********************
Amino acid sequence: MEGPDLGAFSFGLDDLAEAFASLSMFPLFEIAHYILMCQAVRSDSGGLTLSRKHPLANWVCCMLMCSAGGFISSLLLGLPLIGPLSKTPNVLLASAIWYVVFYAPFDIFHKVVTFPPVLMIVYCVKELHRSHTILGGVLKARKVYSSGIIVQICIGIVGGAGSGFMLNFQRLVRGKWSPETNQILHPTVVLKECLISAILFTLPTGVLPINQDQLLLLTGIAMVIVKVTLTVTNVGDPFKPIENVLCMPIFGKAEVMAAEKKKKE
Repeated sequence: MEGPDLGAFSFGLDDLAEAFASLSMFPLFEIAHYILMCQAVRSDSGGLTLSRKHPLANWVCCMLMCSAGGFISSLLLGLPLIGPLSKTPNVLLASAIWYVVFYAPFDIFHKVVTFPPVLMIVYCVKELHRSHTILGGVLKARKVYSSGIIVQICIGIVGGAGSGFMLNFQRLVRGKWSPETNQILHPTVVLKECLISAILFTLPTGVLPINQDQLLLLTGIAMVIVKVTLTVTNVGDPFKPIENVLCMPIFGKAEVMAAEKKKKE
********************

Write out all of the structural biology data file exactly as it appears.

Amino acid sequence: MEGPDLGAFSFGLDDLAEAFASLSMFPLFEIAHYILMCQAVRSDSGGLTLSRKHPLANWVCCMLMCSAGGFISSLLLGLPLIGPLSKTPNVLLASAIWYVVFYAPFDIFHKVVTFPPVLMIVYCVKELHRSHTILGGVLKARKVYSSGIIVQICIGIVGGAGSGFMLNFQRLVRGKWSPETNQILHPTVVLKECLISAILFTLPTGVLPINQDQLLLLTGIAMVIVKVTLTVTNVGDPFKPIENVLCMPIFGKAEVMAAEKKKKE
Repeated sequence: MEGPDLGAFSFGLDDLAEAFASLSMFPLFEIAHYILMCQAVRSDSGGLTLSRKHPLANWVCCMLMCSAGGFISSLLLGLPLIGPLSKTPNVLLASAIWYVVFYAPFDIFHKVVTFPPVLMIVYCVKELHRSHTILGGVLKARKVYSSGIIVQICIGIVGGAGSGFMLNFQRLVRGKWSPETNQILHPTVVLKECLISAILFTLPTGVLPINQDQLLLLTGIAMVIVKVTLTVTNVGDPFKPIENVLCMPIFGKAEVMAAEKKKKE